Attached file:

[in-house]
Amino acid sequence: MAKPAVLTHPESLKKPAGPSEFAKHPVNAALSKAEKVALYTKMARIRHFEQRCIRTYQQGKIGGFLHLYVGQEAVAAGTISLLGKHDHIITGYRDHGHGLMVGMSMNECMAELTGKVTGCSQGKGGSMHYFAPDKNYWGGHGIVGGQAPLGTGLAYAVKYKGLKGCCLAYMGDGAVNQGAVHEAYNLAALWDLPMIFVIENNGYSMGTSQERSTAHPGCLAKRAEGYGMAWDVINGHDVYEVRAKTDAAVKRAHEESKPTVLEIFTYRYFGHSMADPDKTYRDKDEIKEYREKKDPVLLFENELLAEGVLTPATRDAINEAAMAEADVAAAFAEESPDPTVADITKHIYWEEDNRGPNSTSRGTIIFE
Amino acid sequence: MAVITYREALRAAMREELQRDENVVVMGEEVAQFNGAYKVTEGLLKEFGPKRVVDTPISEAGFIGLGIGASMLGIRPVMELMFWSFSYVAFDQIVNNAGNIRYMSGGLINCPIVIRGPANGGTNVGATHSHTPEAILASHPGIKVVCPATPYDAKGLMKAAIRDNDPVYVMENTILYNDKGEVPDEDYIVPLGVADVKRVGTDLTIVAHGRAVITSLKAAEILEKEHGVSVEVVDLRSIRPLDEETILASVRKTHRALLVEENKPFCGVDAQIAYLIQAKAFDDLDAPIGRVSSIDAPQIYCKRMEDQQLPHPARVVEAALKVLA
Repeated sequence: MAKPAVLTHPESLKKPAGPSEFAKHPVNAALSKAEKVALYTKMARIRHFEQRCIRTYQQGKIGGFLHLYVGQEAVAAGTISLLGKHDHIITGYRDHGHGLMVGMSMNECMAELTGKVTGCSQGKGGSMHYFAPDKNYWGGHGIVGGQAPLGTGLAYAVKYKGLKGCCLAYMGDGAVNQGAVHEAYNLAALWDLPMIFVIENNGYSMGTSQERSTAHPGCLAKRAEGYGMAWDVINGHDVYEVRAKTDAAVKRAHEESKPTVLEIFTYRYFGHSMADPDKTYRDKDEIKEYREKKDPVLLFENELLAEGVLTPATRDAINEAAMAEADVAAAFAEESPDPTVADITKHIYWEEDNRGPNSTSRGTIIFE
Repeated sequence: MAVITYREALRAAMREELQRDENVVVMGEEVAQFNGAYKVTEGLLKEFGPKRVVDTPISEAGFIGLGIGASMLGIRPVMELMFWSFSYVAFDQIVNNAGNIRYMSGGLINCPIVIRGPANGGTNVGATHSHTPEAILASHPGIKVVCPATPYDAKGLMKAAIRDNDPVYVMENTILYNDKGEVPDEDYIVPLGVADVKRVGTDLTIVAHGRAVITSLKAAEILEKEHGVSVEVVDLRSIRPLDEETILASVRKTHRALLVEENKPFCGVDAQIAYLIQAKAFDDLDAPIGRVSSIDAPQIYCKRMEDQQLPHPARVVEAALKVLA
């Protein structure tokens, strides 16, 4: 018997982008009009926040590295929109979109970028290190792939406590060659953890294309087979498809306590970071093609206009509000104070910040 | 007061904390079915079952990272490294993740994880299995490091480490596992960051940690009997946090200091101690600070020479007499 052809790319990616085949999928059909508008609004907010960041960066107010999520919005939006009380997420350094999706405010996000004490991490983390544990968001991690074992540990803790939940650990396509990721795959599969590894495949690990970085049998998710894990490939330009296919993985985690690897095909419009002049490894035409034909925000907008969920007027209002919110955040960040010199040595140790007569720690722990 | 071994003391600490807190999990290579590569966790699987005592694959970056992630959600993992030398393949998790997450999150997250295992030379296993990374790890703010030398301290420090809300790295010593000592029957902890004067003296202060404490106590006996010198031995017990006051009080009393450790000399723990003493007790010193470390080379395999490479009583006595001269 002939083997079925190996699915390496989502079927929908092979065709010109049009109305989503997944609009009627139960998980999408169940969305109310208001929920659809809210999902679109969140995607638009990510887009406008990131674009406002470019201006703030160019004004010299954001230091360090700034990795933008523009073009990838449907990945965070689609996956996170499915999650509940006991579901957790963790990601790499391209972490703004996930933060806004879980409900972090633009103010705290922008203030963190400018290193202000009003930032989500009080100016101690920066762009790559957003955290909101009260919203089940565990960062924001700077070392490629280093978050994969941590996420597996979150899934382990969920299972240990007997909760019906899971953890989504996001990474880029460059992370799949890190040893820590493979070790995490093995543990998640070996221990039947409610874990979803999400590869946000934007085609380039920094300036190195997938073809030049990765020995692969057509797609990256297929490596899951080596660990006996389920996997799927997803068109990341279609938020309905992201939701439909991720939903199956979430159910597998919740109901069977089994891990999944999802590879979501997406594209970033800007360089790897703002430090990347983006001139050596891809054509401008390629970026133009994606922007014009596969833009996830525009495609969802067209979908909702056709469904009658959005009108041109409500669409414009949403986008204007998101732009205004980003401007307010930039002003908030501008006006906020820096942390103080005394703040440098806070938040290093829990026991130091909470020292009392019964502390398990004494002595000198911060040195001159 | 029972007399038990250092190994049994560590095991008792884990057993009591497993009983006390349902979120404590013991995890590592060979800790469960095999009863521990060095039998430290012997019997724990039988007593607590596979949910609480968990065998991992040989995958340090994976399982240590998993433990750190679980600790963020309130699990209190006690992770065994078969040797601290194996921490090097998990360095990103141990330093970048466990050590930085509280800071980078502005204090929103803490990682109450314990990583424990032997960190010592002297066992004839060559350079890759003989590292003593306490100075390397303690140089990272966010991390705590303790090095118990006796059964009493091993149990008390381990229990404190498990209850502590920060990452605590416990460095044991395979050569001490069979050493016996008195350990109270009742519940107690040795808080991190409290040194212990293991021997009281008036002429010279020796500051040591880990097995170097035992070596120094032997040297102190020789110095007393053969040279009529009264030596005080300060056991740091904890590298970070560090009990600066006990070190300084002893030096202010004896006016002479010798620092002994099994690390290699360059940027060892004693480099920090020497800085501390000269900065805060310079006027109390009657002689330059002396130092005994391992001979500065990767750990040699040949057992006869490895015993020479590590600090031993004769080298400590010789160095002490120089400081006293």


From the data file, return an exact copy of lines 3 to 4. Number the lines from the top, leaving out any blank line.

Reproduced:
Amino acid sequence: MAVITYREALRAAMREELQRDENVVVMGEEVAQFNGAYKVTEGLLKEFGPKRVVDTPISEAGFIGLGIGASMLGIRPVMELMFWSFSYVAFDQIVNNAGNIRYMSGGLINCPIVIRGPANGGTNVGATHSHTPEAILASHPGIKVVCPATPYDAKGLMKAAIRDNDPVYVMENTILYNDKGEVPDEDYIVPLGVADVKRVGTDLTIVAHGRAVITSLKAAEILEKEHGVSVEVVDLRSIRPLDEETILASVRKTHRALLVEENKPFCGVDAQIAYLIQAKAFDDLDAPIGRVSSIDAPQIYCKRMEDQQLPHPARVVEAALKVLA
Repeated sequence: MAKPAVLTHPESLKKPAGPSEFAKHPVNAALSKAEKVALYTKMARIRHFEQRCIRTYQQGKIGGFLHLYVGQEAVAAGTISLLGKHDHIITGYRDHGHGLMVGMSMNECMAELTGKVTGCSQGKGGSMHYFAPDKNYWGGHGIVGGQAPLGTGLAYAVKYKGLKGCCLAYMGDGAVNQGAVHEAYNLAALWDLPMIFVIENNGYSMGTSQERSTAHPGCLAKRAEGYGMAWDVINGHDVYEVRAKTDAAVKRAHEESKPTVLEIFTYRYFGHSMADPDKTYRDKDEIKEYREKKDPVLLFENELLAEGVLTPATRDAINEAAMAEADVAAAFAEESPDPTVADITKHIYWEEDNRGPNSTSRGTIIFE